### B. Quantum-classical ring polymer molecular dynamics

An alternative approach to the calculation of approximate quantum dynamics is provided by ring polymer molecular dynamics (RPMD).^{45,46,48–50} In the normal RPMD approach, the kinetic masses are chosen to be the real physical masses (as was done above for PIMD) and no thermostats are used so that the ring polymer evolution is completely Newtonian. In comparison to CMD, RPMD uses the entire chain to approximate quantum time correlation functions. However, the internal ring fluctuations can lead to artifacts when measuring, for example, vibrational spectra.^{102} To overcome this deficiency, Rossi *et al.* recently proposed a thermostated ring polymer molecular dynamics (TRPMD) approach^{51} that shares some characteristics of both normal RPMD and CMD. In TRPMD, the kinetic masses are also chosen to be the real physical masses and measurements are performed using all of the beads. However, as in CMD, Langevin thermostats are attached to all higher modes for which *k* > 1. Provided the thermostats are adjusted carefully, TRPMD avoids both the spurious resonances in the vibrational spectra and also the curvature problem of CMD^{102} while retaining the appealing properties of RPMD. An ideal choice for the Langevin friction parameters in TRPMD is given by the PILE scheme.^{51,63} In the PILE method, each higher mode *k* > 1 is thermostated with a different optimized coupling constant *γ*_{k} based on the mode vibration frequency as $\gamma k=\omega P\xi kP$. Note that it was recently shown how both CMD and (T)RPMD can be derived as different approximations to the so-called Matsubara dynamics.^{103}

Just as with CMD, TRPMD simulations can be easily run with our quantum-classical PI scheme and the corresponding integrator, Eq. (57). We only need to adapt the thermostats on the different modes accordingly and remove the thermostat on the centroid.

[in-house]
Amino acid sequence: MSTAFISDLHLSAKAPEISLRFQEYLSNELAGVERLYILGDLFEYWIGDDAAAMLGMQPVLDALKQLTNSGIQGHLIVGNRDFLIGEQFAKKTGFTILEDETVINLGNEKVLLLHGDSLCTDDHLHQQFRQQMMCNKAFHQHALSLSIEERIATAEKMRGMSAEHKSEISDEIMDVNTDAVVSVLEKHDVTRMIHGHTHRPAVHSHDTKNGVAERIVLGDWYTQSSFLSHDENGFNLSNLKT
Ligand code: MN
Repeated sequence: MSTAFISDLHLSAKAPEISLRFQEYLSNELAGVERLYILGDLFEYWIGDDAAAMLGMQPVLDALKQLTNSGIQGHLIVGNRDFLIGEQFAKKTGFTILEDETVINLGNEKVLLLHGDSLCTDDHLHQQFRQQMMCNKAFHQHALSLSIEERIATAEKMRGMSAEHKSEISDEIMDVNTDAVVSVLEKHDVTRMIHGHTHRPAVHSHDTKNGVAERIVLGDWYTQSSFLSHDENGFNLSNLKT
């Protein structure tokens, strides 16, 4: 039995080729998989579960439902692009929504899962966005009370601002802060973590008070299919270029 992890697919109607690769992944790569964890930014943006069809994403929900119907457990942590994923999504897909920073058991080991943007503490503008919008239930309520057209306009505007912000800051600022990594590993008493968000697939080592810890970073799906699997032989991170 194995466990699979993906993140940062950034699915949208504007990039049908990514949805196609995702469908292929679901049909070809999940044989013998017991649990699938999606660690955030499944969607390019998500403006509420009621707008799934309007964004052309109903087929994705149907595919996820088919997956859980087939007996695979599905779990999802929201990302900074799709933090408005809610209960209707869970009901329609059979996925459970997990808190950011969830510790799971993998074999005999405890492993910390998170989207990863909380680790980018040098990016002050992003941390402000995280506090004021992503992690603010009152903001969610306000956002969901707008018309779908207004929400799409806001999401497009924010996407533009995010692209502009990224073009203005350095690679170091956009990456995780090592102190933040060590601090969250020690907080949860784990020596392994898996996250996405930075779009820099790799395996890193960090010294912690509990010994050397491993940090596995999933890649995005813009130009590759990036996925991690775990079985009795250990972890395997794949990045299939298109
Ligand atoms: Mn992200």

Note that in the AKM approach, the kinetic masses will change in the CL region. However, in this part of the simulation box, the spring masses also have different values and we are typically not interested in the dynamics anyway. Thus, one may also reintroduce the centroid thermostat in this outer region.

## V. SIMULATIONS

To validate the proposed adaptive resolution PIMD approach, we implemented it in the ESPResSo++ molecular simulation package^{104} and performed adaptive resolution simulations of liquid water. Nuclear quantum effects in liquid water have been thoroughly investigated and shown to be important for an accurate description of its structure and dynamics.^{22–25} Hence, water is an ideal test case for the method.

### A. Water system

We consider a system of 918 water molecules in a slab-shaped box with dimensions *L*_{x} = 6.92 nm, *L*_{y} = *L*_{z} = 2.0 nm (33.168 molecules/nm^{3}), and periodic boundary conditions in all directions. The resolution changes along the *X*-direction, the full width of the QM region is set to *d*_{QM} = 2.0 nm, and the width of the adjacent HY regions to *d*_{HY} = 1.5 nm. The resolution function is given by a squared cosine, commonly used in adaptive resolution simulations.^{72,79,90,92,105–107} We perform the simulations at a temperature of 300 K and use a Trotter number *P* = 32, as this has been shown to provide well-converged results for most dynamical and structural properties of water.^{22,23,25} A simulation snapshot of the system is presented in Fig. 1(a).

We employed a water force field that was recently developed by Fritsch *et al.* specifically for PI simulations of bulk liquid water.^{25} It is parametrized from *ab initio* density functional theory calculations using the force matching^{108–110} and iterative Boltzmann inversion methods.^{111} All interactions are mapped onto a set of short-ranged tabulated potentials and no explicit charges are present. Separate potentials are provided for the non-bonded O–O, O–H, H–H interactions, for the O–H bond and for the H–O–H angle. An additional bonded potential is applied between the two H-atoms of the same molecule. This force field describes the structural and dynamical properties of liquid water at 300 K and at a density of 1.1 g/cm^{2} with reasonable accuracy. Furthermore, it is very efficient to simulate since it is purely short-ranged with an interaction cutoff of 7.8 Å. We have chosen this potential for its numerical efficiency and its suitability for PI simulations, and we note that the present adaptive resolution methodology can also be applied to analytical potentials that have short-range and/or long-range contributions.